The idea, as it applied to the original (2002) SARS outbreak, is that the original bat virus infected a civet. The virus then evolved briefly in this animal species, but not enough to cause a civet pandemic, and then was picked up by a human before it died out in civets. In this first human (patient zero) the virus survived, perhaps only barely, but was passed on, marking the first case of human to human transmission. As it was successively passed on in its first few human hosts the virus rapidly evolved, adapting to better infect its new hosts. After a few such tentative transmissions the pandemic proper began.
Perhaps this scenario is approximately how the current COVID-19 pandemic began.
But one other troubling possibility must be dispensed with. It follows from the fact that the epicentre city, Wuhan (pop. 11 million), happens to be the global epicentre of bat coronavirus research (e.g. Hu et al., 2017).
Prompted by this proximity, various researchers and news media, prominently the Washington Post, and with much more data Newsweek, have drawn up a prima facie case that a laboratory origin is a strong possibility (Zhan et al., 2020; Piplani et al., 2020). That is, one of the two labs in Wuhan that has worked on coronaviruses accidentally let a natural virus escape; or, the lab was genetically engineering (or otherwise manipulating) a Sars-CoV-2-like virus which then escaped.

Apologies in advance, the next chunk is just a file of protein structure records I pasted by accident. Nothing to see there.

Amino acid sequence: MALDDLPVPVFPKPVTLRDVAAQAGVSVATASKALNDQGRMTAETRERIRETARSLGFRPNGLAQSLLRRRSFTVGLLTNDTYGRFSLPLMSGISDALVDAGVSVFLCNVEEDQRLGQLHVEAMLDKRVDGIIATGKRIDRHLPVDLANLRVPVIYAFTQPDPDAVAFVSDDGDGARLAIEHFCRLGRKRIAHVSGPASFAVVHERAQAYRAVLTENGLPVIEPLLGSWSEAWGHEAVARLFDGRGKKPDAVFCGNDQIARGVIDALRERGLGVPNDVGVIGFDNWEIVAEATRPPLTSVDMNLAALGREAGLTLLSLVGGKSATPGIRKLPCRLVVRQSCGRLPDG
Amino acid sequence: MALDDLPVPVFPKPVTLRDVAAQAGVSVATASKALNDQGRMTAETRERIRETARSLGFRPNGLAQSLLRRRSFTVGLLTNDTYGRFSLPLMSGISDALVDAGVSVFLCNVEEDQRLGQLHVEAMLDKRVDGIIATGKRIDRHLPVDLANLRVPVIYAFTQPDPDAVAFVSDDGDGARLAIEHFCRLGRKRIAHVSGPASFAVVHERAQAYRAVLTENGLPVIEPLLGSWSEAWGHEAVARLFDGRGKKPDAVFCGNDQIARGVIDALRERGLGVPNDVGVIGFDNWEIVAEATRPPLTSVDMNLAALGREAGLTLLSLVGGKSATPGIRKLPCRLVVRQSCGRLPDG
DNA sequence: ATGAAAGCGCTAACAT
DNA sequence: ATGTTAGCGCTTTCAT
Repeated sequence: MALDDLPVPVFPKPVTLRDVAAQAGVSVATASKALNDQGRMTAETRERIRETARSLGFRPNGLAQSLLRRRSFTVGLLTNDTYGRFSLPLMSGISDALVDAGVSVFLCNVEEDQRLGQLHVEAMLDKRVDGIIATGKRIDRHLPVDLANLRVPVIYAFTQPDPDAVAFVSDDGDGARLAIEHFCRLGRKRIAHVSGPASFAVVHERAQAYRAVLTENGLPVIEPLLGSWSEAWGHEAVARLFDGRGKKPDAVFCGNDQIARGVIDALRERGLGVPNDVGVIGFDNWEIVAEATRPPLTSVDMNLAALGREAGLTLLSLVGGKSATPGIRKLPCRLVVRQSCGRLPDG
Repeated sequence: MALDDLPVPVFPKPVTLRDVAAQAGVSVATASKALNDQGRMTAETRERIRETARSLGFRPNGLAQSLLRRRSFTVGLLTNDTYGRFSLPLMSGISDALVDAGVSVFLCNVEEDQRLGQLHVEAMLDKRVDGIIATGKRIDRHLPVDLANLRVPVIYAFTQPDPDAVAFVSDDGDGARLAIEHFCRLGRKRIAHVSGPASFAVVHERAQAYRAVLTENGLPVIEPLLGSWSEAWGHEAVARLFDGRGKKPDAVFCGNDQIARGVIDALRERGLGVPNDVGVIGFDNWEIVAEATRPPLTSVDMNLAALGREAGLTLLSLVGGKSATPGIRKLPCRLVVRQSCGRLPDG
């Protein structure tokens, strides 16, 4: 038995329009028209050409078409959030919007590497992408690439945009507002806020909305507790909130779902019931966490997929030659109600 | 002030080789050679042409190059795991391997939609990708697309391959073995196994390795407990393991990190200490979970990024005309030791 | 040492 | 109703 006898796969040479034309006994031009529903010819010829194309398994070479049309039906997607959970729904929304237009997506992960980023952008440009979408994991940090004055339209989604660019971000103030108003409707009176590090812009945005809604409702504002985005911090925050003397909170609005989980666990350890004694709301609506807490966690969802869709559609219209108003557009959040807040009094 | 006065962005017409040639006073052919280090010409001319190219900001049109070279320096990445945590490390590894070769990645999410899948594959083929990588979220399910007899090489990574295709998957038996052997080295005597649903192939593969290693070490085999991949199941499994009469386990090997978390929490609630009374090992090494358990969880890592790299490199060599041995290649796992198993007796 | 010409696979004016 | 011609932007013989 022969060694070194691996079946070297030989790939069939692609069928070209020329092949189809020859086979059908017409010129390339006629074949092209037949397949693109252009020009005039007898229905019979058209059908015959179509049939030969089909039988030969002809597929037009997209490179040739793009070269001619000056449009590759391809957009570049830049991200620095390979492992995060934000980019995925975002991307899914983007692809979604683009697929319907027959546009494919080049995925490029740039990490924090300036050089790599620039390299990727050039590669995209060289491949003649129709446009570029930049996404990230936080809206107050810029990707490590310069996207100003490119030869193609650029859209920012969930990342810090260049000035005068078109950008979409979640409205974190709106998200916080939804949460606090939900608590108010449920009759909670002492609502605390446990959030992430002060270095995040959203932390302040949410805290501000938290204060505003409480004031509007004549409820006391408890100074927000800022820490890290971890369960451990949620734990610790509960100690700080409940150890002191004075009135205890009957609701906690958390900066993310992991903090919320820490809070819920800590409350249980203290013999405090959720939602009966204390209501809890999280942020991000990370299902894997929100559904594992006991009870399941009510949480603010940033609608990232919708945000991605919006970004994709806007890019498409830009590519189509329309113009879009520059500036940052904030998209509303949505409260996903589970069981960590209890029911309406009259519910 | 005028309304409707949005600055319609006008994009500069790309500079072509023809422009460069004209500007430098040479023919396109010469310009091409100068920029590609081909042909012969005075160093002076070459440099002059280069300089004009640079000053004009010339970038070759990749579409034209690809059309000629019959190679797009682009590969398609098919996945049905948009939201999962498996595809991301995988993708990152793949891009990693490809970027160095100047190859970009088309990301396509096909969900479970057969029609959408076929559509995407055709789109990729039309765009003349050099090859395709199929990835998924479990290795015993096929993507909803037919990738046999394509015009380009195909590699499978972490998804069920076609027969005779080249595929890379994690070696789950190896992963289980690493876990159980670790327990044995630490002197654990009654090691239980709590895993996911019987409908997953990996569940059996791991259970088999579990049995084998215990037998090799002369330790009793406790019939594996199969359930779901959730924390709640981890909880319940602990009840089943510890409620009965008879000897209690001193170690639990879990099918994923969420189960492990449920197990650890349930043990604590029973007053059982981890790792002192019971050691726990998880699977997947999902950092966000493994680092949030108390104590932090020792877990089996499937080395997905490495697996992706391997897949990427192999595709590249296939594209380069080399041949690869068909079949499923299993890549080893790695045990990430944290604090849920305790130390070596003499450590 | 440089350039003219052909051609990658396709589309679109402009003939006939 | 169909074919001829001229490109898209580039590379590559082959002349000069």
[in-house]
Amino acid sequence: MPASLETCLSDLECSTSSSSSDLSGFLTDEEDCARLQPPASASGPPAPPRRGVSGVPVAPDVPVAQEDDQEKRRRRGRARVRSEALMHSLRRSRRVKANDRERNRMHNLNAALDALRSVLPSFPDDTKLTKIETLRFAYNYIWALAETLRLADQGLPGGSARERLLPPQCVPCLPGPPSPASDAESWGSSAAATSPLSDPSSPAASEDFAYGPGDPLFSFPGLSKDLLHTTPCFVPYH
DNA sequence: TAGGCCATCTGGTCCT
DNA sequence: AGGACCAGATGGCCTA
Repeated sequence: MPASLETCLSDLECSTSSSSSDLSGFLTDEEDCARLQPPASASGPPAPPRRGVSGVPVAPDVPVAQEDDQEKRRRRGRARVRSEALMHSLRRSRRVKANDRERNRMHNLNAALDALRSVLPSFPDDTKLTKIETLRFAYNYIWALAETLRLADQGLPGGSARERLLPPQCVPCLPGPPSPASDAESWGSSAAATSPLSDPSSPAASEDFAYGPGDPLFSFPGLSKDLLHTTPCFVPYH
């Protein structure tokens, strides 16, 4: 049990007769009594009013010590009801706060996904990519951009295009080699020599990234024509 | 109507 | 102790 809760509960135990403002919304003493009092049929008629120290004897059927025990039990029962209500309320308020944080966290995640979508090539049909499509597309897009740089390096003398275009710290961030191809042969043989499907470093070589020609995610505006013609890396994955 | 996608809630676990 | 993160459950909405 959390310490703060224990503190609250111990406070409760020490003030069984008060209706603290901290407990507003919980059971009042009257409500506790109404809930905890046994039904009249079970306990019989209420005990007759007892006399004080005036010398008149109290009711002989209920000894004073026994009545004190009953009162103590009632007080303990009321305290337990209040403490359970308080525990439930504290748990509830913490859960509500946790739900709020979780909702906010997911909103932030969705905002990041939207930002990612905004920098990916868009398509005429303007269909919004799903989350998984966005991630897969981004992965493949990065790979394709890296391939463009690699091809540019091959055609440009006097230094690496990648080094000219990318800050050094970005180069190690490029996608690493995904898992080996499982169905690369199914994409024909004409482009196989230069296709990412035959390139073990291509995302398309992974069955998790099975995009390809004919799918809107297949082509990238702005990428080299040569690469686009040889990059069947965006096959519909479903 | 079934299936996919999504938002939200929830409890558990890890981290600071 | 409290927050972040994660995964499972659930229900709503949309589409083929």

Unfortunately, in the US at least, the question of the pandemic’s origin has become a political football; either an opportunity for Sinophobia or a partisan “blame game“.
But the potential of a catastrophic lab release is not a game and systemic problems of competence and opacity are certainly not limited to China (Lipsitch, 2018). The US Department of Homeland Security (DHS) is currently constructing a new and expanded national Bio and Agro-defense facility in Manhattan, Kansas. DHS has estimated that the 50-year risk (defined as having an economic impact of $9-50 billion) of a release from its lab at 70%.
A subsequent committee report (NAP, 2012) continued: